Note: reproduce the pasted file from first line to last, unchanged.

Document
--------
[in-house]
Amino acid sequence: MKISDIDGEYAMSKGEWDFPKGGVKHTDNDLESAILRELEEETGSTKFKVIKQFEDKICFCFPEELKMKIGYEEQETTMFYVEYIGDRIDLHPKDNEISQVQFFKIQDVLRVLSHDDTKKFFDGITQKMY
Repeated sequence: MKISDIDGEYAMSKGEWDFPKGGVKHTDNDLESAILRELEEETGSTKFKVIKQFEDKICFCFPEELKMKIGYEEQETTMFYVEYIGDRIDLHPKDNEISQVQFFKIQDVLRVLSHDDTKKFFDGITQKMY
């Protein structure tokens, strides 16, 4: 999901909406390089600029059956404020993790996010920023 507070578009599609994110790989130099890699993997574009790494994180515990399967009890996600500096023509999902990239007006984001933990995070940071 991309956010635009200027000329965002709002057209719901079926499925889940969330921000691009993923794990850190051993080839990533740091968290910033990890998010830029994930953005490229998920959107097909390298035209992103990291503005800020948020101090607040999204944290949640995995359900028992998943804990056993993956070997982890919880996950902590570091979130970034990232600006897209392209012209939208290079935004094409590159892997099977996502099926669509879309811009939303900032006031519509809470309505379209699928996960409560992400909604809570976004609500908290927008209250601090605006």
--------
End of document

[in-house]
Amino acid sequence: MKISDIDGEYAMSKGEWDFPKGGVKHTDNDLESAILRELEEETGSTKFKVIKQFEDKICFCFPEELKMKIGYEEQETTMFYVEYIGDRIDLHPKDNEISQVQFFKIQDVLRVLSHDDTKKFFDGITQKMY
Repeated sequence: MKISDIDGEYAMSKGEWDFPKGGVKHTDNDLESAILRELEEETGSTKFKVIKQFEDKICFCFPEELKMKIGYEEQETTMFYVEYIGDRIDLHPKDNEISQVQFFKIQDVLRVLSHDDTKKFFDGITQKMY
């Protein structure tokens, strides 16, 4: 999901909406390089600029059956404020993790996010920023 507070578009599609994110790989130099890699993997574009790494994180515990399967009890996600500096023509999902990239007006984001933990995070940071 991309956010635009200027000329965002709002057209719901079926499925889940969330921000691009993923794990850190051993080839990533740091968290910033990890998010830029994930953005490229998920959107097909390298035209992103990291503005800020948020101090607040999204944290949640995995359900028992998943804990056993993956070997982890919880996950902590570091979130970034990232600006897209392209012209939208290079935004094409590159892997099977996502099926669509879309811009939303900032006031519509809470309505379209699928996960409560992400909604809570976004609500908290927008209250601090605006």